Second, the decree is overly ambitious. Not only are there a huge number of benchmarks, but also there are extremely tight deadlines for many of them—as little as one month in some cases and most in the three to six-months range. Some of the actions called for are difficult, in some cases representing a backlog from past years, and it seems very doubtful whether such issues could be effectively addressed within a few months. And not least, the sheer number of documents and amount of paperwork requested is daunting. So the question naturally arises as to whether the decree might have been set up to fail.
Third, many, if not most, of the actions are process-oriented rather than action-oriented, failing to specify concrete results. The words “prepare a plan for” or “submit a report on” are littered throughout the decree. Indeed, it is possible that many of the benchmarks in the decree could be met, but without achieving intended results or significantly improving Afghanistan’s situation.
Fourth, the quality of actions and results is not specified, let alone guaranteed. Only a careful review would be able to ascertain quality. A mechanical assessment focused on “checking the boxes” (i.e. just determining whether something was done) would be insufficient.
Fifth, the decree sometimes makes general exhortations which may not mean much in practice and will be hard to monitor. Examples include the prohibition against unlawfully imprisoning, arresting, or placing anyone under investigation, the prohibition against entering into contracts with people in high government positions or their associates, and exhorting high-ranking officials to separate themselves from supporting criminals, and to refrain from hiring based on intermediary recommendations.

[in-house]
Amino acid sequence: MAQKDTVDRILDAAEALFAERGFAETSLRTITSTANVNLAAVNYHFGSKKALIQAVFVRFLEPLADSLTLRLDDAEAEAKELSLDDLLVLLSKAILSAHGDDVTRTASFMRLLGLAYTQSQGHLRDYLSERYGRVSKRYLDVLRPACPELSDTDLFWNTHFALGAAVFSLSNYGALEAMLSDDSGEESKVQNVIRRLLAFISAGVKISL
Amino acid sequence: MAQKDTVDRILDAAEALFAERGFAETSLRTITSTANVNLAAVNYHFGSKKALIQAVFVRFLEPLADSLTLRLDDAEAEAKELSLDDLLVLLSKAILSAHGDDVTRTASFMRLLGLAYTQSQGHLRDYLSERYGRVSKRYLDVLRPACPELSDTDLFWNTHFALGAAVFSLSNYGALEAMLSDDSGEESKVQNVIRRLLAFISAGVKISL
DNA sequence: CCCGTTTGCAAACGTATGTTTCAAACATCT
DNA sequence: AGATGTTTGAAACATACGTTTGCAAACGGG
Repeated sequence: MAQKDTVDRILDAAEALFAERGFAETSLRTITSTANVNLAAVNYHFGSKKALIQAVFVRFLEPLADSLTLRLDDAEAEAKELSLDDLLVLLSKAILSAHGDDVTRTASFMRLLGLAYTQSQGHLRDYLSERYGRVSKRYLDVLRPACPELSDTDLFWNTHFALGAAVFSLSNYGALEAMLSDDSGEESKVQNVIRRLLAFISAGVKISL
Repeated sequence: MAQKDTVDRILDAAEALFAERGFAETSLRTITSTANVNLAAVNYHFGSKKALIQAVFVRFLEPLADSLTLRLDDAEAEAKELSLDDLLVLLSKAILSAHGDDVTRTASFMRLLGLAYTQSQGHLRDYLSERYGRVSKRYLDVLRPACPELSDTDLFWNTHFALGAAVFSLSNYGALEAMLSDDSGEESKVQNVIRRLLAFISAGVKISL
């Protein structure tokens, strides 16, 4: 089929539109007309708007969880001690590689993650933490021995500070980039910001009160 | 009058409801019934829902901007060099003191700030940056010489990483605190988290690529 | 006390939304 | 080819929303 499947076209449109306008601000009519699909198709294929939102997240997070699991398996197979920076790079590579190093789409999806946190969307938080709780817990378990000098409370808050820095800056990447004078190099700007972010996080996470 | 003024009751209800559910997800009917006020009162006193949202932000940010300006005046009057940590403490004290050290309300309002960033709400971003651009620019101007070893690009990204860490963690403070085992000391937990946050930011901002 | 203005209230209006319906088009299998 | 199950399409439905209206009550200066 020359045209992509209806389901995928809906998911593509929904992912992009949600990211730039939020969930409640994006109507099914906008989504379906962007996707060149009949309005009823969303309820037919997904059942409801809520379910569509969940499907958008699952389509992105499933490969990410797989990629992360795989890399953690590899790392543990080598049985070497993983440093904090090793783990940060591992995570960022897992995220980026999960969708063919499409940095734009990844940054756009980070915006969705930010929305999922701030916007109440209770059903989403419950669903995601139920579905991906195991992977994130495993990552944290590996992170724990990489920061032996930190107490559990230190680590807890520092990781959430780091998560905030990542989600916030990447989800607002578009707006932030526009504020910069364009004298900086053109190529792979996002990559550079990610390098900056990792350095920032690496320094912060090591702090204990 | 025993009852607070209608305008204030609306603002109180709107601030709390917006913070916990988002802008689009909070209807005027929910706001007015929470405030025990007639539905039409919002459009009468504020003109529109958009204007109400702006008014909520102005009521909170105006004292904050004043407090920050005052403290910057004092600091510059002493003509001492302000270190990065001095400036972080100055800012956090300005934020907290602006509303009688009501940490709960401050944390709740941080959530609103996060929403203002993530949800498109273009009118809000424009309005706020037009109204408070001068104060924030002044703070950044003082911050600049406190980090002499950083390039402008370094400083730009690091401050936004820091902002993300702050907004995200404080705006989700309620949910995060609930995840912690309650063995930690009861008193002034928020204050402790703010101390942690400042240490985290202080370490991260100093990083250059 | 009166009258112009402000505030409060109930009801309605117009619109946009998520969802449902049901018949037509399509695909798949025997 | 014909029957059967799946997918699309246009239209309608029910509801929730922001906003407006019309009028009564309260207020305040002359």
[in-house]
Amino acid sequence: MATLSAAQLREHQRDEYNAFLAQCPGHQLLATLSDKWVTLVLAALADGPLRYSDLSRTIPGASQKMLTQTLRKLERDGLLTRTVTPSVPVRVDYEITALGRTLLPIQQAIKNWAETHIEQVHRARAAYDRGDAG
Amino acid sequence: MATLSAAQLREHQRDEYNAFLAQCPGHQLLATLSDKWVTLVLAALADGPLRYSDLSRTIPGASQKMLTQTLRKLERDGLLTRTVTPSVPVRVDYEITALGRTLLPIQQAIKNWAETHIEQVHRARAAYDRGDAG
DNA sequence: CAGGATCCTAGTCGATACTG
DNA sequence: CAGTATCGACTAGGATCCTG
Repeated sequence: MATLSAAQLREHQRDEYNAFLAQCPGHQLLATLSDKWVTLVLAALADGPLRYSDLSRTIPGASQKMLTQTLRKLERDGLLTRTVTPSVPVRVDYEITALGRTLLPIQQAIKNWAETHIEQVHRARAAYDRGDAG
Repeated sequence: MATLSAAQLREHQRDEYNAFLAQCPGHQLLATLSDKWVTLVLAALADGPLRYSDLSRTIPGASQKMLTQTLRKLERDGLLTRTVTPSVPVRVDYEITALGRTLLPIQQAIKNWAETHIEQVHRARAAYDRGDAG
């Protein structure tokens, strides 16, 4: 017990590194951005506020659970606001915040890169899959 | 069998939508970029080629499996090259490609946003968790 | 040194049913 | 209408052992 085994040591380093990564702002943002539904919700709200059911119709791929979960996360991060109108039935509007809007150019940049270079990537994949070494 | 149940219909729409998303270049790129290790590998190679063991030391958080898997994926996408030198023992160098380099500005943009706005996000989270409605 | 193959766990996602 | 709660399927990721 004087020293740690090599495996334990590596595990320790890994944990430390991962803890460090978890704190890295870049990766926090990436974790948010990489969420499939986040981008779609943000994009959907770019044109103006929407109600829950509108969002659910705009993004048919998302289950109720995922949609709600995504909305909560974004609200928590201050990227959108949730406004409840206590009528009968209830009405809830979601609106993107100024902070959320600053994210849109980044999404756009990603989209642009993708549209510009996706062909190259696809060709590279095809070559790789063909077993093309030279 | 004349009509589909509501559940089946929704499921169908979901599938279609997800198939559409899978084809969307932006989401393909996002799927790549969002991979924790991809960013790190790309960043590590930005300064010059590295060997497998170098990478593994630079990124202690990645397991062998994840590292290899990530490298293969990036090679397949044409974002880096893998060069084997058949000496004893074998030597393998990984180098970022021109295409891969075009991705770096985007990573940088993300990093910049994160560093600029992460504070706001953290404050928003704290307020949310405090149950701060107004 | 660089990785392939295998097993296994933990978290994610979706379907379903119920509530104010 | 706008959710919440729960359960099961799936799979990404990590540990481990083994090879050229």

And finally, the decree is silent about whether there will be any sanctions for failing to get any of this done. On the contrary, the decree notes that it should not interfere with the daily work of agencies and ministries.
So there is both more and less than meets the eye to this decree. It is about far more than anti-corruption, and even if a select minority of the most important actions is wholeheartedly implemented, a great deal would be accomplished. On the other hand, the decree is overly ambitious, and by its very breadth and failure to prioritize what items are most important, it risks losing focus. Many of the actions are process-oriented rather than results-oriented, and the sheer amount of documentation and reporting required may undermine the effort by diverting limited government capacity away from substantive actions. A best-case outcome might be if a few of the most important and essential provisions (such as those related to elections and anti-corruption actions) are genuinely implemented in a way that makes a real difference in these crucial areas. Negative outcomes could range from the decree soon becoming ignored and irrelevant—which would become apparent within a few months, to an inundation of documents as ordered in the decree but which don’t significantly improve Afghanistan’s transition trajectory or prospects.